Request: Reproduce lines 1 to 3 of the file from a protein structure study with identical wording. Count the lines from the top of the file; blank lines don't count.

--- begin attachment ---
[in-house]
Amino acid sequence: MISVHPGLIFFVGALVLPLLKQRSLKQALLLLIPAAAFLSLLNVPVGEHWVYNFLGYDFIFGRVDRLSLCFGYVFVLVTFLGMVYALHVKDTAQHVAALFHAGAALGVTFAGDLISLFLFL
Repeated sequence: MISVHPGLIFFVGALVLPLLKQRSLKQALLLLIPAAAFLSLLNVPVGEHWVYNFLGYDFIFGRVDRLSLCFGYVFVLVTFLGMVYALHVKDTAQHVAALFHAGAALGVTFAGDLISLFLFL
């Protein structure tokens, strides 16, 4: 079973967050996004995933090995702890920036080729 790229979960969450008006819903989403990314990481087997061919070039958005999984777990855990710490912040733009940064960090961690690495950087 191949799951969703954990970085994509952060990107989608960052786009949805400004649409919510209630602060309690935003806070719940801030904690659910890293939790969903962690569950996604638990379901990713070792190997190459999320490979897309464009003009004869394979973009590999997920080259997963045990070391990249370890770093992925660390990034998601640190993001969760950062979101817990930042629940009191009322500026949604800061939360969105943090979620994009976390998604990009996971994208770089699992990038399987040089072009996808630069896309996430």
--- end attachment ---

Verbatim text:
[in-house]
Amino acid sequence: MISVHPGLIFFVGALVLPLLKQRSLKQALLLLIPAAAFLSLLNVPVGEHWVYNFLGYDFIFGRVDRLSLCFGYVFVLVTFLGMVYALHVKDTAQHVAALFHAGAALGVTFAGDLISLFLFL
Repeated sequence: MISVHPGLIFFVGALVLPLLKQRSLKQALLLLIPAAAFLSLLNVPVGEHWVYNFLGYDFIFGRVDRLSLCFGYVFVLVTFLGMVYALHVKDTAQHVAALFHAGAALGVTFAGDLISLFLFL